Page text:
The University of Vermont's Independent Voice Since 1883

The Vermont Cynic

The University of Vermont's Independent Voice Since 1883

The Vermont Cynic

The University of Vermont's Independent Voice Since 1883

The Vermont Cynic

Men’s basketball gains a local player

This year, a highly touted first-year men’s basketball player is the buzz around campus due to his Vermont roots.


Ben Shungu, a 6-foot-2-inch guard, grew up locally in Burlington.

“I have a lot of support everywhere I go,” Shungu said. “Playing in front of your hometown, representing your community and state–it’s special.”

The youngest of five boys, Shungu comes from a family of basketball players, although his father played soccer as a child growing up in the Congo.

He idolized Allen Iverson, former all-star Philadelphia 76ers point guard when he was younger, according to Shungu.

Shungu gained his love of basketball from his older brothers and started playing when he was in the first grade.

“I decided I wanted to do basketball all the time,” Shungu said. “It was just my favorite thing to do, even if it was just shooting a sock into a basket.”

He attended Rice Memorial High School in South Burlington. There, he played four years of varsity basketball under coach Paul Pecor.

“Ben is one of those special players,” Pecor said. “He will do whatever it takes to win on any given night.”

“If we needed him to score, he would score. If we needed him to lock down their star player, he would defend. If we needed him to distribute the ball, he would pass.”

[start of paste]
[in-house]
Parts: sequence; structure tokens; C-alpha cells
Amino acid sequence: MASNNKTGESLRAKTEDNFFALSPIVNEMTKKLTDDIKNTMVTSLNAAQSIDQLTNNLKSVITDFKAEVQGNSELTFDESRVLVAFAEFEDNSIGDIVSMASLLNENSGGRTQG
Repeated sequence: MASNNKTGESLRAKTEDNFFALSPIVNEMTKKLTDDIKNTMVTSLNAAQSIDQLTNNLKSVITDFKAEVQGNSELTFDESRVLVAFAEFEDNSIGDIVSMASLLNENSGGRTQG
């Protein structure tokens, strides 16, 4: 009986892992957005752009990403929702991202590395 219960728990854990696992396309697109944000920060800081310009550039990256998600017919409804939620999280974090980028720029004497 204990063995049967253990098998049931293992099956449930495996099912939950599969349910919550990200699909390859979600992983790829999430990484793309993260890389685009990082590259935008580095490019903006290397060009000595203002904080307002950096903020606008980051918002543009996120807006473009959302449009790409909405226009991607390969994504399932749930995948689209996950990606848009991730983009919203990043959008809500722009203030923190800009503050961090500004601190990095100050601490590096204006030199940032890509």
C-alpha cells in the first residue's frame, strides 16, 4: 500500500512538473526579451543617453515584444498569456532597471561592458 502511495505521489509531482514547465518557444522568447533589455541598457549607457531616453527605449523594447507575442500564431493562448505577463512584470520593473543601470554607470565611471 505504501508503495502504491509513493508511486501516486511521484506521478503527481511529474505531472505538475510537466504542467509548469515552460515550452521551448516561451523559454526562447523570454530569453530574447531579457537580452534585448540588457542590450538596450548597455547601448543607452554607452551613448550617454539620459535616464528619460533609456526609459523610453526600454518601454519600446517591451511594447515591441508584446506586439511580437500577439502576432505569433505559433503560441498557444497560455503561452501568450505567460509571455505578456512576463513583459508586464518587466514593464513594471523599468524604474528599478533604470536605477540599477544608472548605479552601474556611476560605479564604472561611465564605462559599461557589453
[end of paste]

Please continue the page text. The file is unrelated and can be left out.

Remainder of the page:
During his high school career, Shungu helped lead the Green Knights to state championships in 2013, 2014 and 2015, according to the Vermont Principals’ Association.

In his senior season, Shungu averaged 21.9 points per game, according to UVM athletics.

Despite these basketball accomplishments, Shungu works just as hard off the court as he does on it, according to Pecor.

“Ben is one of those kids that gets it,” Pecor said. “He knows that the NBA isn’t his future and he works hard in the classroom.”

Pecor went on to praise Shungu’s effort in general, saying he is constantly working hard to improve his game and academics.

UVM men’s basketball head coach John Becker had nothing but great things to say about Shungu.

“I followed him throughout his high school career,” Becker said. “He is a very impressive athlete who attacks and finishes at the rim.”

Becker also added how impressed he was with Shungu’s overall character, agreeing with Pecor’s words about his ability to do whatever it takes to win.

Current captain and teammate senior guard/forward Kurt Steidl also praised the first-year guard for his talents on the court and overall character.

“[Shungu] is a funny guy off the court,” Steidl said. “He plays really hard, and always is trying to do the right thing.”.

If there were any concerns about how Shungu’s talents would transfer to the Division 1 level, they were quickly put to rest.

“He’s adjusted well so far,” Steidl said. “I think he is going to be a really good player here.”

Shungu said he has had to adjust to the significant difference in competition between high school basketball in Vermont and the collegiate level.

“Growing up in Vermont, the competition isn’t as high,” he said. “The skill required here … it’s a whole other level.”

The team as a whole has high hopes of raising another conference championship trophy come mid-March.

From the looks of it, what once was a team that suffered a narrow defeat to Stony Brook University last March is poised to make a statement in the America East this winter.

Men’s basketball tips off their season Nov. 12 in Hamden, Connecticut as they take on Quinnipiac University in a non-conference showdown.

In addition to Shungu, Rice High School has produced other basketball players in the past.

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Men’s basketball gains a local player